MANILA, Philippines – Health authorities have 6,800 coronavirus tests to validate to clear its backlog, Department of Health (DOH) Undersecretary Maria Rosario Vergeire said on Monday, June 1.
In a message to health reporters, Vergeire said the unvalidated tests account for the discrepancy between confirmed cases and unique positive cases as of May 30.
The DOH keeps a tally of both confirmed and positive cases, although positive cases are only added to confirmed cases on the day they are validated by the agency.
“We have around 6,800 pa na kailangan pong i-validate natin, na atin pong pagtatrabahuan sa susunod na araw. Magkaroon na po tayo ng at least approximation between the unique individuals tested and those confirmed positive for COVID-19,” Vergeire said during a press briefing in Malacañang on Monday.
(We have around 6,800 [tests] that we still need to validate and will work on validating in the next few days. [Following this] we’ll have an approximation between the unique individuals tested and those confirmed positive for COVID-19.)
While 6,800 tests still need to be validated, Vergeire said not all may end up part of the confirmed number of cases.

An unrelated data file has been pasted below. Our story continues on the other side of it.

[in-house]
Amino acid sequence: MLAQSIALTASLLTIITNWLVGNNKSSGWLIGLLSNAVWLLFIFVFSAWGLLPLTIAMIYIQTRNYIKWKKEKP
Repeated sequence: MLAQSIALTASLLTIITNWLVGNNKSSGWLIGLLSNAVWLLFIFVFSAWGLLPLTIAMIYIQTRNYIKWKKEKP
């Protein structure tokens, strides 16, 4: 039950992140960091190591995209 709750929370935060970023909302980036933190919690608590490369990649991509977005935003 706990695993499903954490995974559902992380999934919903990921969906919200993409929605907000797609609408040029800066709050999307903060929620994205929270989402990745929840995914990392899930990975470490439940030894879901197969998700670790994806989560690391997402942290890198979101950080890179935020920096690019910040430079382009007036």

“That may not be the exact count because these numbers will be validated once they are submitted to EB (epidemiology bureau). [It’s] possible there are duplicates, so the number of confirmed cases can still be lower,” Vergeire told reporters in a mix of English and Filipino.
Vergeire said the 6,800 tests came from 14 laboratories that had yet to submit their “line lists.” The DOH said line lists contain “all test results conducted since the beginning of the laboratory’s operation.”
Why is validation needed? The DOH said validation of tests would ensure cases were not recorded in duplicates and that all test results had been submitted to the DOH.
Since the DOH announced it was aiming to clear its backlog of some 12,000 unvalidated tests, the new system of validating prompted the department to present new confirmed cases daily as either “fresh” cases (results released to patient within the last 3 days) or “late” cases (4 days or more after result released to patient).
The peculiar method of documenting new confirmed cases has drawn criticism from lawmakers, who said it was as though DOH was not honest with its data, and that doing so would only further confuse the public.
Vergeire denied this, saying the DOH has been been transparent with its numbers since day one. – Rappler.com